It hurts when I run. That’s what many orthopedic surgeons hear when runners and other athletes come into their offices. Sometimes people have obvious problems, such as strains or sprains. Other times these issues can be tricky to diagnose. The runner you’re about to meet had symptoms he thought were no big deal. But he
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President Donald Trump speaks to journalists in the Brady Press Briefing Room at the White House July 2, 2020. The president addressed reports that the unemployment rate fell to 11.1%. Chip Somodevilla/Getty Images WASHINGTON — The Trump administration has submitted to the UN secretary-general its notice to withdraw from the World Health Organization by July
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Reviewed by Emily Henderson, B.Sc.Jul 6 2020 Elderly people are more prone to infectious diseases as the function of their immune system continuously declines with progression of age. This becomes especially apparent during seasonal influenza outbreaks or the occurrence of other viral diseases such as COVID-19. As the efficacy of vaccination in the elderly is
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An international research collaboration, including Professor IIJIMA Kazumoto et al. (of the Department of Pediatrics, Kobe University Graduate School of Medicine) has revealed that NPHS1 is a disease-susceptibility gene for steroid-sensitive nephrotic syndrome in children. The NPHS1 gene encodes nephrin, a component protein for the renal glomerulus slit diaphragm, which prevents protein from being passed
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On Nov. 13, 2014, Harvard Medical School officially launched The World Is Waiting: The Campaign for Harvard Medicine, a fundraising campaign that will empower its mission to alleviate human suffering caused by disease through education, discovery, service, and leadership. To learn more about the campaign, go to http://hms.harvard.edu/giving
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Reviewed by Emily Henderson, B.Sc.Jul 3 2020 Toxic metallic air pollution nanoparticles are getting inside the crucial, energy-producing structures within the hearts of people living in polluted cities, causing cardiac stress – a new study confirms. Using state-of-the-art electron microscopy, scientists are now able to show for the first time that tiny metal nanoparticles are
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Reviewed by Emily Henderson, B.Sc.Jul 3 2020 Researchers at Vanderbilt University Medical Center, Purdue University and the University of Wisconsin-Madison have isolated human monoclonal antibodies that potentially can prevent a rare but devastating polio-like illness in children linked to a respiratory viral infection. The illness, called acute flaccid myelitis (AFM), causes sudden weakness in the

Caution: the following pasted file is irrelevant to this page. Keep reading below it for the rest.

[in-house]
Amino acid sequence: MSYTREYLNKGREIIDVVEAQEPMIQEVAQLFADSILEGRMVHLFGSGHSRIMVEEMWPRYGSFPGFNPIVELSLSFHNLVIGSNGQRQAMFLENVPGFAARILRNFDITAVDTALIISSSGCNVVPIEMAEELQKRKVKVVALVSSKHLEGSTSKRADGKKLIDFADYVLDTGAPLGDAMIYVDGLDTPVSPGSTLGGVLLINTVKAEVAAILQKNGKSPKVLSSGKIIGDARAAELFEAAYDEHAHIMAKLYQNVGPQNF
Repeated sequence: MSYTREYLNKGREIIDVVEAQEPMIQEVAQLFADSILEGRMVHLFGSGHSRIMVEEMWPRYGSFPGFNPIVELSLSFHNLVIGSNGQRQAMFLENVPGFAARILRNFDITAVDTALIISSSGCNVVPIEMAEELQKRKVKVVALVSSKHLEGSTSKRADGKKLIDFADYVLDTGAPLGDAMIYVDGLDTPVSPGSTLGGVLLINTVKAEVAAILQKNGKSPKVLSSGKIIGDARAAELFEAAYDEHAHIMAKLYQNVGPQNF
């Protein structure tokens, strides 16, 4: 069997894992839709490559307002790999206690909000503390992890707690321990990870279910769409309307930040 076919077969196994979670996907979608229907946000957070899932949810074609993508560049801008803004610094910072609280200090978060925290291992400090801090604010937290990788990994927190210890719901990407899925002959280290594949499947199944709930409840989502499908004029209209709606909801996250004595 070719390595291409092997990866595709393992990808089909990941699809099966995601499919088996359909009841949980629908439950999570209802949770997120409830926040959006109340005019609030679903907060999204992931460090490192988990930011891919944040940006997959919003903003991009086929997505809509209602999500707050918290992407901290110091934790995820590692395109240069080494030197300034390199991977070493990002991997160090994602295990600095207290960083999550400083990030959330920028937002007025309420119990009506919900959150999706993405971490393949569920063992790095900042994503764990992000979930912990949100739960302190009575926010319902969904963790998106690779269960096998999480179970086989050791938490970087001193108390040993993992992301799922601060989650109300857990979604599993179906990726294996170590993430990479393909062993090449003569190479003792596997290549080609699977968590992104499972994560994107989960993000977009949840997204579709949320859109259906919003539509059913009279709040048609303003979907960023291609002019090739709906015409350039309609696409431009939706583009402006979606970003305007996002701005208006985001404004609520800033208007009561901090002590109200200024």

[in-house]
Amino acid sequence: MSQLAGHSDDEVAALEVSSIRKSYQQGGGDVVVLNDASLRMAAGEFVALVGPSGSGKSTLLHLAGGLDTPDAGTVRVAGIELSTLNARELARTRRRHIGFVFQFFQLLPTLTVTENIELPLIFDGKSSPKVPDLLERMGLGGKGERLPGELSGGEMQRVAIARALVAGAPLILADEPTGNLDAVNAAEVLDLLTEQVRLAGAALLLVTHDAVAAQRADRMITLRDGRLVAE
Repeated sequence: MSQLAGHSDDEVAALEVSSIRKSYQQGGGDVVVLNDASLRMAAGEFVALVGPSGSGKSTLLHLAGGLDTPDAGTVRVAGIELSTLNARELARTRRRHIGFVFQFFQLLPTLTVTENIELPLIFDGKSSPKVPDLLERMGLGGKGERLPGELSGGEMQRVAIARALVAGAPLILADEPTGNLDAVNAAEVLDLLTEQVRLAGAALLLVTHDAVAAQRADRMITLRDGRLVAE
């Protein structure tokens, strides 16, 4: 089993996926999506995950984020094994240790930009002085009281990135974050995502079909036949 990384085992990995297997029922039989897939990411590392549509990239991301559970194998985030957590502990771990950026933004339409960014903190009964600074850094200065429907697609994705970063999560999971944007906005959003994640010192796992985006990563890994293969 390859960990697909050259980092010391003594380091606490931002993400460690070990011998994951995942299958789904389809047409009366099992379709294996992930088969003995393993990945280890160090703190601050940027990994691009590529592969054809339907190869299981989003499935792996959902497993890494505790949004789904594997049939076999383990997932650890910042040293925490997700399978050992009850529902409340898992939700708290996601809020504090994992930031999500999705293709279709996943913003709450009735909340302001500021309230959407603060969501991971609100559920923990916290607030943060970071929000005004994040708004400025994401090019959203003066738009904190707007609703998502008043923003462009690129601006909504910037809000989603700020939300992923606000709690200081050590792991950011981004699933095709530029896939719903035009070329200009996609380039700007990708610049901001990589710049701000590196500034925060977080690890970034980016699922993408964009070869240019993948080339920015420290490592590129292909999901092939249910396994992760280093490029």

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You want to be more productive. Iā€™m here to help you do just that. Here are the 5 foundations of productivity that will help you get more done in less time. šŸ’Œ Sign up for my weekly newsletter – https://medschoolinsiders.com/newsletter šŸŒ Website & blog – https://medschoolinsiders.com šŸ“ø Instagram – https://instagram.com/medschoolinsiders šŸ¦ Twitter – https://twitter.com/medinsiders šŸ—£ļø
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People stand in queue to enter a restaurant on Ocean Drive in Miami Beach, Florida on June 26, 2020. Chandan Khanna | AFP | Getty Images Florida on Saturday reported at least 11,445 new coronavirus cases, the state’s largest number of daily cases so far, according to figures released by the Florida Department of Health. 
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A third of people with Parkinson’s have experienced increased symptoms during lockdown, according to a survey by Lancaster University and the charity Parkinson’s UK. The survey asked more than 2,000 people with Parkinson’s and their family members, friends and carers about their experience of lockdown. Responses showed that: more than a third experienced either more
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Reviewed by Emily Henderson, B.Sc.Jul 2 2020 A new study published recently in “BMC Pediatrics” shows a connection between the time of the month when low-income families receive their Supplemental Nutrition Assistance Program (SNAP) benefits and the number of emergency room visits due to injuries to children from those families. Childhood injuries are the leading
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Reviewed by Emily Henderson, B.Sc.Jul 2 2020 A new research study provides possible explanations for COVID-19 patients who present with extremely low, otherwise life-threatening levels of oxygen, but no signs of dyspnea (difficulty breathing). This new understanding of the condition, known as silent hypoxemia or “happy hypoxia,” could prevent unnecessary intubation and ventilation in patients
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Reviewed by Emily Henderson, B.Sc.Jul 1 2020 A team led by Case Western Reserve University medical researchers has developed a potential treatment method for Pelizaeus-Merzbacher disease (PMD), a fatal neurological disorder that produces severe movement, motor and cognitive dysfunction in children. It results from genetic mutations that prevent the body from properly making myelin, the
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Reviewed by Emily Henderson, B.Sc.Jun 30 2020 New research shows that 47 percent of people are using technology to communicate with their healthcare providers, and less than a quarter are having conversations with their providers about using health information technology (HIT). Regenstrief Institute and Indiana University research scientists say these numbers indicate there are more
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